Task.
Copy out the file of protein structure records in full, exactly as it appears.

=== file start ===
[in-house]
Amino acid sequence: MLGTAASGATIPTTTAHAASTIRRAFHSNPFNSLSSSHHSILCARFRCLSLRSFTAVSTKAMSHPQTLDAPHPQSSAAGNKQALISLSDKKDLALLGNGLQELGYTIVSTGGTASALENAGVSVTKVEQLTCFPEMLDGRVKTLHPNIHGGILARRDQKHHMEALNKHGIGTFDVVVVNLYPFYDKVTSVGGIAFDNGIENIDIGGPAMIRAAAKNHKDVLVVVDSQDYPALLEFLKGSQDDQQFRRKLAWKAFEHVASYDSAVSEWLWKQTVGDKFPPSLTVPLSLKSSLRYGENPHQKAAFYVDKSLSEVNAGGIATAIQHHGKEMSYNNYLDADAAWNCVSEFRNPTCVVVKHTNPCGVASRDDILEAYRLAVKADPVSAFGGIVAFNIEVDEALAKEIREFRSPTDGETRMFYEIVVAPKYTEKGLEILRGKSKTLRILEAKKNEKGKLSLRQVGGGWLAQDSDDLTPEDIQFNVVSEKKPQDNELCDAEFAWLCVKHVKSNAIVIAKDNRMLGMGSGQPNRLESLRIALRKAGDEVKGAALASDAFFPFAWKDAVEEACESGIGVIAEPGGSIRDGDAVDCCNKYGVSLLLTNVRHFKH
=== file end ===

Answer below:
[in-house]
Amino acid sequence: MLGTAASGATIPTTTAHAASTIRRAFHSNPFNSLSSSHHSILCARFRCLSLRSFTAVSTKAMSHPQTLDAPHPQSSAAGNKQALISLSDKKDLALLGNGLQELGYTIVSTGGTASALENAGVSVTKVEQLTCFPEMLDGRVKTLHPNIHGGILARRDQKHHMEALNKHGIGTFDVVVVNLYPFYDKVTSVGGIAFDNGIENIDIGGPAMIRAAAKNHKDVLVVVDSQDYPALLEFLKGSQDDQQFRRKLAWKAFEHVASYDSAVSEWLWKQTVGDKFPPSLTVPLSLKSSLRYGENPHQKAAFYVDKSLSEVNAGGIATAIQHHGKEMSYNNYLDADAAWNCVSEFRNPTCVVVKHTNPCGVASRDDILEAYRLAVKADPVSAFGGIVAFNIEVDEALAKEIREFRSPTDGETRMFYEIVVAPKYTEKGLEILRGKSKTLRILEAKKNEKGKLSLRQVGGGWLAQDSDDLTPEDIQFNVVSEKKPQDNELCDAEFAWLCVKHVKSNAIVIAKDNRMLGMGSGQPNRLESLRIALRKAGDEVKGAALASDAFFPFAWKDAVEEACESGIGVIAEPGGSIRDGDAVDCCNKYGVSLLLTNVRHFKH